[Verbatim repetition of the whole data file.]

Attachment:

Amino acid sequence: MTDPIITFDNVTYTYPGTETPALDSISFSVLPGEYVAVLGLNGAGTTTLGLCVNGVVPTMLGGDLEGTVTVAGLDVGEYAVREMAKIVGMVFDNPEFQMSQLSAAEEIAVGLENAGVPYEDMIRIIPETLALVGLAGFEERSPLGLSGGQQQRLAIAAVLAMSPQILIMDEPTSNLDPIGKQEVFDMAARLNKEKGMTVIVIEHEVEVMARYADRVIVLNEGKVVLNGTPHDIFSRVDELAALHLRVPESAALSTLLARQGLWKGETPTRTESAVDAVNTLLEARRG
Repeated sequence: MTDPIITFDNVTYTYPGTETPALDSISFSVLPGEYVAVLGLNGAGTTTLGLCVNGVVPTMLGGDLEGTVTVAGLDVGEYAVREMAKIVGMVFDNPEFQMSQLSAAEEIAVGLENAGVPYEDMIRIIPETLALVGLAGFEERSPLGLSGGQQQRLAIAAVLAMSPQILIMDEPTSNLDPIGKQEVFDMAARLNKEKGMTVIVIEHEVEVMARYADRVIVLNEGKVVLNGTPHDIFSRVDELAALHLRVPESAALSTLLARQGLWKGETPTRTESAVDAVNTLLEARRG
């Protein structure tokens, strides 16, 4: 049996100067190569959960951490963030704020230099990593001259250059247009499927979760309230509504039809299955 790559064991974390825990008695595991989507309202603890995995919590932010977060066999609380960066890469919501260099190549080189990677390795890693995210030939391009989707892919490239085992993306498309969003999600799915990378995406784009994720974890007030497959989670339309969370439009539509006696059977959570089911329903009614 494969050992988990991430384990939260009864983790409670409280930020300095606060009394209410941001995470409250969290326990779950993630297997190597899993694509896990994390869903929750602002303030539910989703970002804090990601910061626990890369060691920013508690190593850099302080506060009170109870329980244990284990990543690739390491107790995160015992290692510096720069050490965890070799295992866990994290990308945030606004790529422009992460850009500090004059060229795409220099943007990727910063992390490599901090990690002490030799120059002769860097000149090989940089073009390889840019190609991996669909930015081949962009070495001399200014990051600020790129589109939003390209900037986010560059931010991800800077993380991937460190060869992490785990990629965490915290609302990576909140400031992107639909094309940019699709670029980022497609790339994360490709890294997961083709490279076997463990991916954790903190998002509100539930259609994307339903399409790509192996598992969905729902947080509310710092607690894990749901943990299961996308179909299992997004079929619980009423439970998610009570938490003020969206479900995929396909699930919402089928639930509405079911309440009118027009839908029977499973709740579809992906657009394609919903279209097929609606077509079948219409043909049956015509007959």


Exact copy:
Amino acid sequence: MTDPIITFDNVTYTYPGTETPALDSISFSVLPGEYVAVLGLNGAGTTTLGLCVNGVVPTMLGGDLEGTVTVAGLDVGEYAVREMAKIVGMVFDNPEFQMSQLSAAEEIAVGLENAGVPYEDMIRIIPETLALVGLAGFEERSPLGLSGGQQQRLAIAAVLAMSPQILIMDEPTSNLDPIGKQEVFDMAARLNKEKGMTVIVIEHEVEVMARYADRVIVLNEGKVVLNGTPHDIFSRVDELAALHLRVPESAALSTLLARQGLWKGETPTRTESAVDAVNTLLEARRG
Repeated sequence: MTDPIITFDNVTYTYPGTETPALDSISFSVLPGEYVAVLGLNGAGTTTLGLCVNGVVPTMLGGDLEGTVTVAGLDVGEYAVREMAKIVGMVFDNPEFQMSQLSAAEEIAVGLENAGVPYEDMIRIIPETLALVGLAGFEERSPLGLSGGQQQRLAIAAVLAMSPQILIMDEPTSNLDPIGKQEVFDMAARLNKEKGMTVIVIEHEVEVMARYADRVIVLNEGKVVLNGTPHDIFSRVDELAALHLRVPESAALSTLLARQGLWKGETPTRTESAVDAVNTLLEARRG
């Protein structure tokens, strides 16, 4: 049996100067190569959960951490963030704020230099990593001259250059247009499927979760309230509504039809299955 790559064991974390825990008695595991989507309202603890995995919590932010977060066999609380960066890469919501260099190549080189990677390795890693995210030939391009989707892919490239085992993306498309969003999600799915990378995406784009994720974890007030497959989670339309969370439009539509006696059977959570089911329903009614 494969050992988990991430384990939260009864983790409670409280930020300095606060009394209410941001995470409250969290326990779950993630297997190597899993694509896990994390869903929750602002303030539910989703970002804090990601910061626990890369060691920013508690190593850099302080506060009170109870329980244990284990990543690739390491107790995160015992290692510096720069050490965890070799295992866990994290990308945030606004790529422009992460850009500090004059060229795409220099943007990727910063992390490599901090990690002490030799120059002769860097000149090989940089073009390889840019190609991996669909930015081949962009070495001399200014990051600020790129589109939003390209900037986010560059931010991800800077993380991937460190060869992490785990990629965490915290609302990576909140400031992107639909094309940019699709670029980022497609790339994360490709890294997961083709490279076997463990991916954790903190998002509100539930259609994307339903399409790509192996598992969905729902947080509310710092607690894990749901943990299961996308179909299992997004079929619980009423439970998610009570938490003020969206479900995929396909699930919402089928639930509405079911309440009118027009839908029977499973709740579809992906657009394609919903279209097929609606077509079948219409043909049956015509007959």